Museum of Sound

A repositioning of sound as the primary program forming component in architectural designs

The Museum of Sound studio was offered to RMIT interior design and architecture students in 2004. The studio sought to position sound as the primary content and program forming element of architectural designs. The studio was broken into four themes, listening, collecting, curating and design.


The theme of listening was employed as an attempt to address aspects of the undergraduate training the students had previously received. This training was often predicated upon the development of a high degree of visual acuity. The challenge to the students was to develop their aural acuity accordingly. Borrowing heavily from R. Murray Schafer’s A Sound Education [3], students undertook a range of listening and documentation exercises with a view to developing their listening potential. Ultimately, the students were expected to begin to hear architecture.


Via a course of technical and design exercises involving the use of sophisticated spatial recording techniques, collecting required students to research and identify a potential museum collection. Increasing in sophistication from mono to 3D multi-channel recording, the students produced a number of aural collections ranging from a one-week-in-the-life-of personal audio history recording, a tonal or sound collection, and an audio history collection. Rather than being recorded, the audio history collection undertook to construct a particular historical narrative via found recordings.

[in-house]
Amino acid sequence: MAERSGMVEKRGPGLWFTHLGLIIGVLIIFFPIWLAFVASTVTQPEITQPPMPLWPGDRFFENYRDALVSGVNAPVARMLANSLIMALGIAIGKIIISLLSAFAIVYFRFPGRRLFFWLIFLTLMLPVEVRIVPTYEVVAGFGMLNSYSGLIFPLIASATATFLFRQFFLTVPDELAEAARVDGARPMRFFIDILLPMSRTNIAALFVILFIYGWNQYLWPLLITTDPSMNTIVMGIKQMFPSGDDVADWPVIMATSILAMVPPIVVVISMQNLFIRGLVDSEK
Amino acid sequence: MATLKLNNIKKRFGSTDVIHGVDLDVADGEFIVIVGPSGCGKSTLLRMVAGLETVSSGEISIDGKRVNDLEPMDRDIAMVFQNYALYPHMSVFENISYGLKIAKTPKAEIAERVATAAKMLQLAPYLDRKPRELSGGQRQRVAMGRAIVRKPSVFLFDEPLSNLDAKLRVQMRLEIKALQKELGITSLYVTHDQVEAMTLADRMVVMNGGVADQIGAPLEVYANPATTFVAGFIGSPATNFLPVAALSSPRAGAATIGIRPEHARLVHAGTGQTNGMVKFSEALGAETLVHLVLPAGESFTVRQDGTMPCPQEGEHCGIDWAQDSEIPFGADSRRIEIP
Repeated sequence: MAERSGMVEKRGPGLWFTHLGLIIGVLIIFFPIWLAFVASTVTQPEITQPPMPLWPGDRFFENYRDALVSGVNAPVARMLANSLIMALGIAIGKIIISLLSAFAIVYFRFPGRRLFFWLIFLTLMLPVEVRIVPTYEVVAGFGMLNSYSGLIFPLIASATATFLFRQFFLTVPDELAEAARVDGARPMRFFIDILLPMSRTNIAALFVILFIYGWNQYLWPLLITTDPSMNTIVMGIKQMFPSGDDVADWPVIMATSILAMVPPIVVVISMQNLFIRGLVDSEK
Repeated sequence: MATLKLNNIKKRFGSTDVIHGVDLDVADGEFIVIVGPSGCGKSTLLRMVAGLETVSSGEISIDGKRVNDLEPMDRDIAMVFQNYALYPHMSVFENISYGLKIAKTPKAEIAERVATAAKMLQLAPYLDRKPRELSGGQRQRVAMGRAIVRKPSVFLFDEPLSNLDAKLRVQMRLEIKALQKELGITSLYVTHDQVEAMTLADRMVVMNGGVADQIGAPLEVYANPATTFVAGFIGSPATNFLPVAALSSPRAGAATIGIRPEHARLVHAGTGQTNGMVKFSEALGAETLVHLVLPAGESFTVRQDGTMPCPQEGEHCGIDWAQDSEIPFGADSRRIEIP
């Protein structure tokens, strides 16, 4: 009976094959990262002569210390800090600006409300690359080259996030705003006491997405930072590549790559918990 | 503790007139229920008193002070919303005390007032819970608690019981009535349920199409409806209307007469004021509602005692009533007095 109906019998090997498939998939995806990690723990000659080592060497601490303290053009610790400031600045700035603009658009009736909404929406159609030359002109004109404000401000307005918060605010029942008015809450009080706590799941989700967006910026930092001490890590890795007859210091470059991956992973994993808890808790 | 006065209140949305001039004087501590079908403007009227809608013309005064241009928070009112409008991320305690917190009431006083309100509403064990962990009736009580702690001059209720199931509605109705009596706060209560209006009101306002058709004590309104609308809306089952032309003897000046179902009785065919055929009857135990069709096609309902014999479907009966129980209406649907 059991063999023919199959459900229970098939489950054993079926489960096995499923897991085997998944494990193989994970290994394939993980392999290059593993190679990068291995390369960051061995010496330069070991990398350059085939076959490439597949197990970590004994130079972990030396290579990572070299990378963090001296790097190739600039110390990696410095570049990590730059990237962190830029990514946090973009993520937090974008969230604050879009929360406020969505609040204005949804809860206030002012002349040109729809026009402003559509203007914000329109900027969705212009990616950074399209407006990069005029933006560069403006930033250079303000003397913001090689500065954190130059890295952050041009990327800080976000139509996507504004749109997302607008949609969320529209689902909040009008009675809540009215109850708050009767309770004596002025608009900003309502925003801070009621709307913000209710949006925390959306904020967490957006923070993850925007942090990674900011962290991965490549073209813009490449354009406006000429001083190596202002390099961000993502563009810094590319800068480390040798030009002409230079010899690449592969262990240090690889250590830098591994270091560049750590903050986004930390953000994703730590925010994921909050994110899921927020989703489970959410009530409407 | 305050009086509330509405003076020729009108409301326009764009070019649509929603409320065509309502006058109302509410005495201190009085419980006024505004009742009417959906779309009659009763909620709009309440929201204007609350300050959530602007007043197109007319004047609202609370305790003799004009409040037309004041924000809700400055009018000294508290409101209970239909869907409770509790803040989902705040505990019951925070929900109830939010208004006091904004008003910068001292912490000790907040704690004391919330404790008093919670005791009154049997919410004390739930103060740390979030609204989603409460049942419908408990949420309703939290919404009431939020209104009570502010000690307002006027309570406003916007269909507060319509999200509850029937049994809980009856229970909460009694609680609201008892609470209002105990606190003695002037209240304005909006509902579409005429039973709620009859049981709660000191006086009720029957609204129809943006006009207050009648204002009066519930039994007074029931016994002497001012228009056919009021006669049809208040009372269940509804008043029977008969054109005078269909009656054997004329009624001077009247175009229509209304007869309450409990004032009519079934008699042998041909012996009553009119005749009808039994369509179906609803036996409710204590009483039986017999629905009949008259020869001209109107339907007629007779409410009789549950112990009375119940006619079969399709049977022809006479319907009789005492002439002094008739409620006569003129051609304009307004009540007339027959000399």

The final stage of collecting dove-tailed into curating, whereby students were asked to undertake a field survey to identify a range of, what were described as, spatio-acoustic instances, that is, spaces, objects, places or fields that had a particular spatio-acoustic identity that the students could recognize and describe. The identification of architectures and environments of particular aural profiles, their collection in the form of recorded material, and subsequent categorisation into spatio-acoustic typologies was a critical aspect of the overall studio.


The curating theme required that students would be able to identify or speculate upon possible trajectories regarding the display, exhibition, exposition or experience of these recorded histories, environments or experiences, thus establishing performance criteria of sorts for the museum design. During this time, the studio also offered a mini-conference, which included lectures by local sound designers and practitioners, including Nigel Frayne, and a range of site visits to the works of these designers.

Nicholas Murray: Studio Lead
Lawrence Harvey: Lecturer
Guest: Nigel Frayne